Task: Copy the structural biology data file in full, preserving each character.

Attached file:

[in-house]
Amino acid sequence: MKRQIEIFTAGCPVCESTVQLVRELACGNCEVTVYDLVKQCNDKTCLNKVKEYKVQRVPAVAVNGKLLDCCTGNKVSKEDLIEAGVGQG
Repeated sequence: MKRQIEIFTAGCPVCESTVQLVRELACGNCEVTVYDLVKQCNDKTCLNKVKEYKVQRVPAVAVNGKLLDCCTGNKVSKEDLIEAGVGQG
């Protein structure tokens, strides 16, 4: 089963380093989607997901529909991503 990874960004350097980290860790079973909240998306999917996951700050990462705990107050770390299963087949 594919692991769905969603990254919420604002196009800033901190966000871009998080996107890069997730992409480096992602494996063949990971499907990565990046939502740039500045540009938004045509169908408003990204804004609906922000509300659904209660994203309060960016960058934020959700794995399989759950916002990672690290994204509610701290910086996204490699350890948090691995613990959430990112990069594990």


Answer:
[in-house]
Amino acid sequence: MKRQIEIFTAGCPVCESTVQLVRELACGNCEVTVYDLVKQCNDKTCLNKVKEYKVQRVPAVAVNGKLLDCCTGNKVSKEDLIEAGVGQG
Repeated sequence: MKRQIEIFTAGCPVCESTVQLVRELACGNCEVTVYDLVKQCNDKTCLNKVKEYKVQRVPAVAVNGKLLDCCTGNKVSKEDLIEAGVGQG
């Protein structure tokens, strides 16, 4: 089963380093989607997901529909991503 990874960004350097980290860790079973909240998306999917996951700050990462705990107050770390299963087949 594919692991769905969603990254919420604002196009800033901190966000871009998080996107890069997730992409480096992602494996063949990971499907990565990046939502740039500045540009938004045509169908408003990204804004609906922000509300659904209660994203309060960016960058934020959700794995399989759950916002990672690290994204509610701290910086996204490699350890948090691995613990959430990112990069594990």